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Are technical user stories allowed in Scrum? If so, what is the standard template for writing technical user stories in Scrum? Is it the same As a <user> I want to do <task> so that I can <goal> ??

I have read in some blogs that as-a-developer-is-not-a-user-story, but I have also read that Scrum does not mandate these. There are few blogs where they have shared user stories with system as user, its like as a <user who is not end user> i want to <system functionality> so that <some techinical thing>. So which one is the standard?

For instance, there are user stories like:

As a reviewer I want to upload photos of any hotel/food so that other users can see and like them

As a user I want to add photo comments so that I can explain my view better

Now for both these user stories, there is a big technical item - Saving and retrieving the image

So can I add a technical story titled "Image storing and retrieving mechanism", with the following description?

As a developer I want to develop a mechanism to store and retrieve images so that users can add/view images wherever required

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    "Image storing and retrieving mechanism" shouldn't be a technical story but a developer task attached to your first user story. – guillaume31 Aug 6 '15 at 12:47
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Technical stories are allowed, but I would advise you to try to avoid them as much as you can.

For example, your story for saving and retrieving images can easily be written as two regular user-stories

  1. As a reviewer, I want my uploaded photos to be stored persistently, so that other users can view them at any time.
    (Note that this assumes that in your original upload story, the image will not be persistently stored after the upload. Although this might look strange, it is a valid way of splitting up stories to make them manageable.)
  2. As a user, I want to view uploaded images at a moment that is convenient for me.
    (This implies that stored images can be retrieved later.)

Technical stories should be reserved for work that is important for the organization, but not directly visible as a feature/functionality to the users. For example, adding load balancing to handle larger number or requests.

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    Even something like load balancing is just a result of a user wanting the system to perform better, so this isn't any different than any other implementation. They want to save data, but couldn't care less about a database. – JeffO Aug 7 '15 at 0:32
  • @JeffO is exactly right. Even those stories should be phrased in the context of the value to the user so that they are prioritized and assessed accordingly. Without doing so you could easily lose sight of the fact that you don't yet have enough load to warrant load-balancing, so the story can be put off for a few months until the sales team works a little harder ;) Mike Cohn talks about this in the book Suceeding with Agile. – pbarranis Dec 10 '15 at 15:19
  • Would there be such a case where user story doesn't apply? For example, what are the example of user stories that we will see, if you are told to build a Artificial Intelligent:alphaGO, and the ultimate goal is to beat human in GO? Who would be the user that I can interview to define expectations/acceptance criterias ? – Roy Lee Mar 17 '16 at 7:11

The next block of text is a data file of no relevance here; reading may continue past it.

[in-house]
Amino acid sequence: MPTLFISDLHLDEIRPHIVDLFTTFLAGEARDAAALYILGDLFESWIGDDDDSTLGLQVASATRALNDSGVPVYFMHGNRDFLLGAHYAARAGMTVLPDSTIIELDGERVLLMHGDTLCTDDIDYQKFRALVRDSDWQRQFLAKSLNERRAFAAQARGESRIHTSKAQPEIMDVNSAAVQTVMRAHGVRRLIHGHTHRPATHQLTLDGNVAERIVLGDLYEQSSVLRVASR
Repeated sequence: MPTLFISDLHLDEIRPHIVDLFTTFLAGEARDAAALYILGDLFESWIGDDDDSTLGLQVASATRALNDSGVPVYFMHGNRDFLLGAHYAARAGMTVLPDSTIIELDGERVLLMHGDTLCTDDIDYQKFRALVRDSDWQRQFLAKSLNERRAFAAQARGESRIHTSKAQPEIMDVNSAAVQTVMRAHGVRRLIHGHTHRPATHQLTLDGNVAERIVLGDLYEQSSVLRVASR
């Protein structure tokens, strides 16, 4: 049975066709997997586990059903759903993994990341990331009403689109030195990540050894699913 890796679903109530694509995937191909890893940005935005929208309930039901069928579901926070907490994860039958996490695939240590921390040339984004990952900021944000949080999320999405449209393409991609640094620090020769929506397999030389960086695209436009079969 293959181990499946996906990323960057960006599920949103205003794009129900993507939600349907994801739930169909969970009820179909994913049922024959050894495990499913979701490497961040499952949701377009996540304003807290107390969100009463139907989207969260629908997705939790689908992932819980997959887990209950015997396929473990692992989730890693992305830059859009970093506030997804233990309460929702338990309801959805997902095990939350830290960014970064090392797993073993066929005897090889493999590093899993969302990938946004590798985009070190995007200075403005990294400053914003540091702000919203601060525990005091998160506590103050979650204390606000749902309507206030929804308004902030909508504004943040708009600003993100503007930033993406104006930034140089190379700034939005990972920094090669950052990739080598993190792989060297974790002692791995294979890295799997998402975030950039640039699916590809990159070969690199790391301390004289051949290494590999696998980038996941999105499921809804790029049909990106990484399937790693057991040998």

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The question, given your particular example, would be why does a developer want to develop a mechanism to store and retrieve images so that users can add/view images wherever required, unless a user wants to add or view images?

That is, while your question is a good one, the example isn't. This is a user feature and should have a user story. And if the user doesn't really need that functionality then the developer shouldn't want to do it.

A technical story is more "As a developer, I want to reduce duplication in the data-archiving modules, so that I don't have to make every change in 6 places."

The question of whether these should be included in the sprint is a difficult one, and it depends somewhat who you consider to be your customer. Is it the end user, or the business who employs you, or the business who employs the business who employs you?

A lot of industry opinion-guiding is done by people who work for consultancy companies. From that perspective, I can see the argument that developer stories are bad. They should just be a part of what you do, day-to-day, invisible to the company that's paying for it. Those companies instinctively know that running up the bills too high ensures that your work dries up, so every developer works on a principle of doing only technical development that improves your development time, or improves your ability to release bug-free software.

My experience is more with working on in-house teams, providing software directly to the company who pays my wages. In many of those companies, there is a trust barrier between the business and the technical wing of the business. In all of them, there is a different mentality, where decreasing costs are every bit as increasing income.

In those environments, it can be good to define significant developer stories. It increases visibility, engendering trust, and encourages developers and management alike to think about the value of such tasks to the business and prioritise accordingly.

Ultimately, I suggest you try it. And, if it doesn't offer value, stop doing it.

But my instinct says that if you were considering the value of this development to the business, you wouldn't even have tried to make it a developer story. It's either good for the end user or it isn't. If it isn't then there's no value to the business.